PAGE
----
NIGERIA: Two Christian politicians among over 100 killed in weekend violence

The government of Plateau State, central Nigeria, placed four local government areas under curfew on Monday 9 July following a gun attack that left two prominent politicians dead.

Senator for Plateau State North Gyang Datong and Majority Leader in the Plateau State House of Assembly Gyang Fulani, both believed to be Christians, died during an attack on the mass burial of victims of armed raids on Christian villages the previous day.

The violence began on Saturday 7 July, when hundreds of assailants mounted simultaneous attacks on twelve villages in Riyom and Barkin Ladi, on the outskirts of the state capital Jos, storming them with guns and machetes. The victims were from the Christian Berom ethnic group. A special Joint Task Force of police and soldiers (formed to counter long-running violence in the area) was deployed and got the situation under control after hours of heavy fighting. Spokesman for the Joint Task Force Captain Mustapha Salisu said that some attackers wore police uniforms and bullet-proof vests.

At least 25 people died in the village attacks, five were hospitalised and approximately 150 displaced people sought refuge in churches. The majority of victims were women, children and elderly people. About 19 gunmen were later killed and one was taken alive during an exchange of fire with the Joint Task Force.

The following day, Sunday 8 July, as mourners proceeded to the mass burial site, they are reported to have discovered the burnt remains of at least 50 more victims who had fled from the villages to shelter in a church. The mourners, including dignitaries attending the burial, were then attacked by armed assailants. Amongst the dead were two politicians; there are conflicting reports as to whether they died of gunshot wounds or from shock. Following their deaths, angry youths took to the streets, mounting roadblocks in the area.

Local people had reported the existence of a camp belonging to the Fulani militants initially thought to have been responsible for village raids, but they say no action was taken by the security services.

In a comment to Christian Solidarity Worldwide, Anglican Archbishop of Jos the Most Reverend Benjamin Kwashi (pictured) condemned the “detestable” attack on funeral goers and expressed anxiety for the future if the targeting of villages continues unchecked.

“This kind of unprovoked, deliberate attempt to overrun a population cannot succeed in the long run, whether or not the government takes action to stem it,” he said. “Unfortunately, there is now an army of jobless young people aged 20 and under, who no longer attend church and for whom countering the violence is now a matter of survival. They do not listen to what you say, but watch what you do. They are seeing Boko Haram succeed using violent methods and if we are not careful, they themselves will soon be adopting Boko Haram’s methods. We urgently need to engage them and provide direction.”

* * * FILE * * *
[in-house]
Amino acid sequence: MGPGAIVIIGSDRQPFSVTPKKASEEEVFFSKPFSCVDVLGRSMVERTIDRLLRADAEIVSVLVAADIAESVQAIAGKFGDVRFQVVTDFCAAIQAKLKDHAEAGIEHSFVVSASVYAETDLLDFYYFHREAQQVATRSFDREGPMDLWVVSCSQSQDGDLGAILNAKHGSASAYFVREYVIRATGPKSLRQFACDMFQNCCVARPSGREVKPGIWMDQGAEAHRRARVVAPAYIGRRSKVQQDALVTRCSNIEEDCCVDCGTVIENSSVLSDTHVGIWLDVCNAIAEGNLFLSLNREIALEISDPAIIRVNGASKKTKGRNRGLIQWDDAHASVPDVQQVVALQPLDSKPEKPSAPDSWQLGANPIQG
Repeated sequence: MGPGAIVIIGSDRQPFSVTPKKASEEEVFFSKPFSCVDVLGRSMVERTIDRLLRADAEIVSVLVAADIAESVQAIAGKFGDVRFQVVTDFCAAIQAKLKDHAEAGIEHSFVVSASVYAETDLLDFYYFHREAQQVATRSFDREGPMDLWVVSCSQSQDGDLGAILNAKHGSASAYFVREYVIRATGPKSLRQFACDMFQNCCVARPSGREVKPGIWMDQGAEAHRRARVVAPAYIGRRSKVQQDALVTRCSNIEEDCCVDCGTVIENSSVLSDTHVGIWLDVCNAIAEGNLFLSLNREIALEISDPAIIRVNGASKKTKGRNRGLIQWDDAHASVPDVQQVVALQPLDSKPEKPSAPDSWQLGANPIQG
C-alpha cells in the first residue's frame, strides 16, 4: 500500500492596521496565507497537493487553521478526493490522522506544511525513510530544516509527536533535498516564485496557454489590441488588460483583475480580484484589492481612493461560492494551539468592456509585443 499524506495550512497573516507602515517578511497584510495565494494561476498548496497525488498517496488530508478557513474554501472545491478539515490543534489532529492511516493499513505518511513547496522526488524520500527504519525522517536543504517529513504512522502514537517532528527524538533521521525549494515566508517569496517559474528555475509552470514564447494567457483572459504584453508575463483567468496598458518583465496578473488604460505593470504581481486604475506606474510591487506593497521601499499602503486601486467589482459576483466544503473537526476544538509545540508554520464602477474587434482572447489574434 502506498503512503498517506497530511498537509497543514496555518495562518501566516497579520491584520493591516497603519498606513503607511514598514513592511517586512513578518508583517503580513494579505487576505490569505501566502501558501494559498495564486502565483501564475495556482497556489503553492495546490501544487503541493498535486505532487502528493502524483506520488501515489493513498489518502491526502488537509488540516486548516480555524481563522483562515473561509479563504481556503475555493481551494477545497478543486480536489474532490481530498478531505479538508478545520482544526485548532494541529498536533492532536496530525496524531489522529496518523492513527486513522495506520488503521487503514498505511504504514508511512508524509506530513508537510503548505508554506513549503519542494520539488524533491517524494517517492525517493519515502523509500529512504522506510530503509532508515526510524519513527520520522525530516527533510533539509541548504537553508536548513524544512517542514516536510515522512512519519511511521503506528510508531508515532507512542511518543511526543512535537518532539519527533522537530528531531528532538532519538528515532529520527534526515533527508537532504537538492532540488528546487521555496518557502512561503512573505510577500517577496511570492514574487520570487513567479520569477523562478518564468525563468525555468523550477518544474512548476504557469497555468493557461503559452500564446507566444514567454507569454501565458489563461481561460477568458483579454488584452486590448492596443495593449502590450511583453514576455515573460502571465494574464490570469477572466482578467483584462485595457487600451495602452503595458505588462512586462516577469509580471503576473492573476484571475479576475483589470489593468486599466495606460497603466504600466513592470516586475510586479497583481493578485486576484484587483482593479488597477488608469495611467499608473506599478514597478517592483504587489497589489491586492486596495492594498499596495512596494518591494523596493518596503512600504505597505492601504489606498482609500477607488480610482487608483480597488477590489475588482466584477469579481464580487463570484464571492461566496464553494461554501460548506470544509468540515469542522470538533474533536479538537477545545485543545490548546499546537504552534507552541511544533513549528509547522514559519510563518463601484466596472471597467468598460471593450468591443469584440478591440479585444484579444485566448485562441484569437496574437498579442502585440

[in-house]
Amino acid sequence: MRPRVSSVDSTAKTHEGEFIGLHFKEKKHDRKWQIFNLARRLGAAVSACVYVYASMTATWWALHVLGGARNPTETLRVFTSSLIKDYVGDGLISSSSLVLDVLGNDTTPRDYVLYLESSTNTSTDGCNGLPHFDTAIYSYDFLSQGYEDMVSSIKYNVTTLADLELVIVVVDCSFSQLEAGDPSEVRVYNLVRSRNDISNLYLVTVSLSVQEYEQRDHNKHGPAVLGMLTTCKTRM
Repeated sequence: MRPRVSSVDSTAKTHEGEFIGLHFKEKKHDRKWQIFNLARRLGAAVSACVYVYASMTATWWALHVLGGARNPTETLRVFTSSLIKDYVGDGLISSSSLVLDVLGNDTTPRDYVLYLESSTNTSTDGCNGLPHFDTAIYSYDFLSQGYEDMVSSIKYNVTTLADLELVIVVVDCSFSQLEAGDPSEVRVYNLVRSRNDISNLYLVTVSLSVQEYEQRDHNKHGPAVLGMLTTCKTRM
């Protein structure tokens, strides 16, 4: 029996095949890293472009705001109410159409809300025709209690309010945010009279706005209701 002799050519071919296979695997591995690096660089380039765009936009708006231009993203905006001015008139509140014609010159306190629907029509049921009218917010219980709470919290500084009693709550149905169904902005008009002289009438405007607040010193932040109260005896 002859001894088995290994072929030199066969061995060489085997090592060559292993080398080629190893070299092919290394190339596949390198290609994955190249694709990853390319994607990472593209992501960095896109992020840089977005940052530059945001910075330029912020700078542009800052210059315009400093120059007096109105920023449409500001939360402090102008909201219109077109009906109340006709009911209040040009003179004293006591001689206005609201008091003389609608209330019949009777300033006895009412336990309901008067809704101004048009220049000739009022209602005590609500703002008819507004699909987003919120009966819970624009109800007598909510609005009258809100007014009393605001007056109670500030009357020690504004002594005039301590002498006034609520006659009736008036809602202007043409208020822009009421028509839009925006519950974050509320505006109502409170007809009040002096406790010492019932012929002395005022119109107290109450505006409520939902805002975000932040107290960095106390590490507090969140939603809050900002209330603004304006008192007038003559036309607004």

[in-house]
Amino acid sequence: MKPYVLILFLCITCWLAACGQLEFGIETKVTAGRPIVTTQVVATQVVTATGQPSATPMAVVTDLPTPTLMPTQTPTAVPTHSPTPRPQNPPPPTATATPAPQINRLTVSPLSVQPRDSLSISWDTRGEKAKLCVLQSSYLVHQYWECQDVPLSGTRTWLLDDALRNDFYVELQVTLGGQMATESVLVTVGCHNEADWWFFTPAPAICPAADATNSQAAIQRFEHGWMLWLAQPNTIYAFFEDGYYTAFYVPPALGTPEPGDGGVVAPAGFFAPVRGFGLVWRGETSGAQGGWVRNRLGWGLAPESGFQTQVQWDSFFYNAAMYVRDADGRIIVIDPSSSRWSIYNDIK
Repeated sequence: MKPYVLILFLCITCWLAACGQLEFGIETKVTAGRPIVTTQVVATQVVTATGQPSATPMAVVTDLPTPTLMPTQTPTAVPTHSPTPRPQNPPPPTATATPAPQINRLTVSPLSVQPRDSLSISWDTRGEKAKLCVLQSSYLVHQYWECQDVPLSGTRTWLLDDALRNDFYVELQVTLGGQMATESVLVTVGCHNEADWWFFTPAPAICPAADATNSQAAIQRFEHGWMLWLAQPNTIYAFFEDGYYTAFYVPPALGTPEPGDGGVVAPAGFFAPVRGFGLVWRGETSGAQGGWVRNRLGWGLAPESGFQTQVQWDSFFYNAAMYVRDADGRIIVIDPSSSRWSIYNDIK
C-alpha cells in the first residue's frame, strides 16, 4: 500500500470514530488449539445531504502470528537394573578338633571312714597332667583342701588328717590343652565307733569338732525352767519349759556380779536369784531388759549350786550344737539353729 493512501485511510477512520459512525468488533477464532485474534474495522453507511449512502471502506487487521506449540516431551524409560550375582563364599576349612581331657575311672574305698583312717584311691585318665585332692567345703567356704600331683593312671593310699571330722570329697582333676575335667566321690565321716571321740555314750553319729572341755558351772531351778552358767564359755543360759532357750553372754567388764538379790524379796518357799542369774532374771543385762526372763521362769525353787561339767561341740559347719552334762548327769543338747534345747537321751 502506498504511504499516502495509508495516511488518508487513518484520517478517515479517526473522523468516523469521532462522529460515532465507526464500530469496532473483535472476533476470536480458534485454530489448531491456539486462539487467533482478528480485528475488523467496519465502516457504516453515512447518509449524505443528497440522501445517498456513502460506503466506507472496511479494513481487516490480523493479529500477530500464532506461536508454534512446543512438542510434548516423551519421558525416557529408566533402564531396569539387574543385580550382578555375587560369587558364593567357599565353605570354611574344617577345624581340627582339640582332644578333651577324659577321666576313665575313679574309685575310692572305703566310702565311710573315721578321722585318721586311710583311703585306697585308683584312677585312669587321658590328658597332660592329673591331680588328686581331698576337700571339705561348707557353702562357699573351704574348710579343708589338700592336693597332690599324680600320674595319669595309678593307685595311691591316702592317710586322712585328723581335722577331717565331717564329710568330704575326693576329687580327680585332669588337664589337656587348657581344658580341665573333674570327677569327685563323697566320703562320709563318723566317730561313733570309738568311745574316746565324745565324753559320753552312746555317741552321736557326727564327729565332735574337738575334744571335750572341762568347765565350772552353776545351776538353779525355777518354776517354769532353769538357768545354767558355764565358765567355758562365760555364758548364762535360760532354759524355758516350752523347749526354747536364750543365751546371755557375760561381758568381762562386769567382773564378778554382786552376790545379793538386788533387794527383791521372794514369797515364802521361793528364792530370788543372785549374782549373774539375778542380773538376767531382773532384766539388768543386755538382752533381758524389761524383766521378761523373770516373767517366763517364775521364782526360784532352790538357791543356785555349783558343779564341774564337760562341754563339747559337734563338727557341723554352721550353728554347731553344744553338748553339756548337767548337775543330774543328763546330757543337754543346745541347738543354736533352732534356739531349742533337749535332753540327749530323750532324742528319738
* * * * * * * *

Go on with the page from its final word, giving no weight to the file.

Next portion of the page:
Estimates vary as to how many people died over the weekend, partly due to uncertainty over the numbers of burnt bodies in piles found by mourners on the way to the burial. The death toll is thought to be about 104, including the dead militants, but it may be much higher.

Who was responsible?

It is unclear whether the attacks were mounted by Islamist sect Boko Haram, by Fulani Muslim herdsmen or by a combination of Boko Haram and Fulani acting together, as some commentators have suggested. The military said that the village attacks and the funeral assault were probably carried out by the same men.

Initial blame for Saturday’s village attacks fell on Fulani herdsmen, who often clash with Christian farmers in the violence-prone Plateau State. (Nigeria is divided into a mostly Christian south and mostly Muslim north; Plateau state is in the middle belt between the two.) However, on Tuesday 10 July Boko Haram claimed responsibility for the attacks. The group issued a statement saying that Boko Haram “wants to inform the world of its delight over the success of the attacks we launched on Barkin Ladi and Riyom in Plateau state on Christians and security operatives, including members of the National Assembly.” The statement added that Christians “will not know peace again” if they do not accept Islam.

Before Boko Haram claimed responsibility for the attacks, Pam Ayuba, spokesman for the Christian-led Plateau state government, said he “knew” that Muslim herdsmen were responsible. Even after Boko Haram’s claim, Pam Ayuba still accused the herdsmen of being involved. Mark Lipdo, who runs Christian advocacy organisation The Stefanos Foundation also blamed the Muslim herdsmen. However, Nurudeen Abdullahi, Plateau state chairman of Miyetti Allah Fulani Herdsmen Association, denied any involvement by his members: “This is the usual propaganda used on our people but we are not the ones who attacked the villages in the area.” He then accused Christian farmers of attacking Muslim settlements and stealing cows. (Associated Press, BBC, Christian Solidarity Worldwide)

For more background information, read the Nigeria Country Profile